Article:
“On short ascents no tending tether is necessary, simply pulling the device up while standing on the foot ascender works great. Using a lanyard over the shoulder connected to either the bridge ring or to the Oxan reliably tends the device up. The other option is using a short, 7-8”, eye-to-eye (I made mine of 5mm cord and used black electrical tape to form the eyes and stiffen it) If you clip either end to the OXAN on either side of the HH it makes a handle that when clipped to a chest harness or like tends the HH with ZERO sitback.
“I mentioned this before but I absolutely cant wait to utilize a second Hitch Hiker as my primary lanyard adjuster. The versatility this promises will be unmatched by any other option I can think of.
“I have been using the HH every day for every climb for a couple of months now, pruning and removals. I think that it is a perfectly crafted device, it fit in with existing techniques and opened up a whole new world of options. I believe someday all climbers in the know will have one of these, whether they prefer SRT or DRT.
“It is also worth noting that the Hitch Hiker is the only device available that allows both the ascent and descent of a fixed, WEIGHTED, line. The applications for this go far beyond the scope of tree work but a few areas it could be applied are: Rescue, Alpinism, Rock Climbing, Class 3 & 4 terrain, Glacier travel, all sorts of exciting stuff!”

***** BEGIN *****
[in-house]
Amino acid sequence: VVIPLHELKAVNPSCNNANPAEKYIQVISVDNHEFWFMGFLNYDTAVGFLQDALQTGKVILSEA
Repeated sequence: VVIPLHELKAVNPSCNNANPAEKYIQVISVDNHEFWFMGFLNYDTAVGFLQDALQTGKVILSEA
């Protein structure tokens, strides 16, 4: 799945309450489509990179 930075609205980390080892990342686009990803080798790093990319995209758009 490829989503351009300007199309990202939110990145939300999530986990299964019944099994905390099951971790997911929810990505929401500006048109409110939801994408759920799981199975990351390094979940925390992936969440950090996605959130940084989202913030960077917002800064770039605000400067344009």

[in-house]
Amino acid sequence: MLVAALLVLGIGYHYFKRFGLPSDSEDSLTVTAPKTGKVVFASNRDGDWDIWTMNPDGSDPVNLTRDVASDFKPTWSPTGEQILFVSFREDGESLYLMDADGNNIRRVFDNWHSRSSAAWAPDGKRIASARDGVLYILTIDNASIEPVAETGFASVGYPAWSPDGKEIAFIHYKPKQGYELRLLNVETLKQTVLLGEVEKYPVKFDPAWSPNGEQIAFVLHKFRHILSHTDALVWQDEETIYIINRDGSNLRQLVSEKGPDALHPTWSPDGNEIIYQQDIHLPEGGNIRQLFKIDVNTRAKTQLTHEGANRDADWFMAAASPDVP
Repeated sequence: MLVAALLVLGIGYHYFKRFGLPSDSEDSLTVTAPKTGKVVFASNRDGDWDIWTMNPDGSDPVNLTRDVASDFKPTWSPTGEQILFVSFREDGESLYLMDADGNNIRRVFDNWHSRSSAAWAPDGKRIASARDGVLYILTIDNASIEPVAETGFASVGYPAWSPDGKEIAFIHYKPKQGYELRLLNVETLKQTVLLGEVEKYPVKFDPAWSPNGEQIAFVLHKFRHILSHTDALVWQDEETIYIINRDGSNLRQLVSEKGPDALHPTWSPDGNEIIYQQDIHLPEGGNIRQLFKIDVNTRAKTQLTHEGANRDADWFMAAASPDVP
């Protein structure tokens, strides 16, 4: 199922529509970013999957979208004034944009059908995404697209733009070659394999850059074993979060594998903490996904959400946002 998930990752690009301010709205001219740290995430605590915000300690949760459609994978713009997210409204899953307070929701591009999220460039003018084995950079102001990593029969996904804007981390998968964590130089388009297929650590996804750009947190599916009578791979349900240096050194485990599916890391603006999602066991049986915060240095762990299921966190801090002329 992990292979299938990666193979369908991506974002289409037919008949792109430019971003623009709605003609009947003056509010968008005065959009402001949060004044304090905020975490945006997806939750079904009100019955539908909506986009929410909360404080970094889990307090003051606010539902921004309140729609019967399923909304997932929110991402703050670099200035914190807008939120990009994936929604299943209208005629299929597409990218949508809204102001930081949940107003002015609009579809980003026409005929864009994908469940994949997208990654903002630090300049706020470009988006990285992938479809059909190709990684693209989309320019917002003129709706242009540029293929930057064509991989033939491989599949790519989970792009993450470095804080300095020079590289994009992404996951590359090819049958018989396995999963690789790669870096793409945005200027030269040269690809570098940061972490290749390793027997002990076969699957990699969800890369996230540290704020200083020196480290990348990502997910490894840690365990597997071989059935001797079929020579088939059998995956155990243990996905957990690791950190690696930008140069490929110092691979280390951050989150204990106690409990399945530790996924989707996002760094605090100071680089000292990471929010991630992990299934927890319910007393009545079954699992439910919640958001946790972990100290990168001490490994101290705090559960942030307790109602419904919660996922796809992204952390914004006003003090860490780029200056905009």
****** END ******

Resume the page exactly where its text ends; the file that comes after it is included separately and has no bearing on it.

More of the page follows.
Review by: Jamz Luce
“Every once in a while along comes a new arborist tool you gotta have. I have had the opportunity to use the Hitch Hiker for a few weeks. SRT access and working the tree on SRT have been game changers in tree work for many of us. I have used my Unicender and a Rope Wrench 2+ years. The Uni allowed new ways to work in trees. The Rope Wrench took that to a whole new level with its predictable smooth handling. The Hitch Hiker is a big step forward with many advantages over the Wrench.
With the Hitch Hiker, the mechanical friction is added below the friction cord making the whole setup more compact. The design is simple and solid. The release is smooth and the grab on the line secure. The hitch is easy to tend even when the line is only lightly loaded. This is a big advantage over the Wrench. The Hitchhiker works sweet when working a 3:1 off the single line. Working the Wrench you must take it out of the system to work on the dynamic 3:1.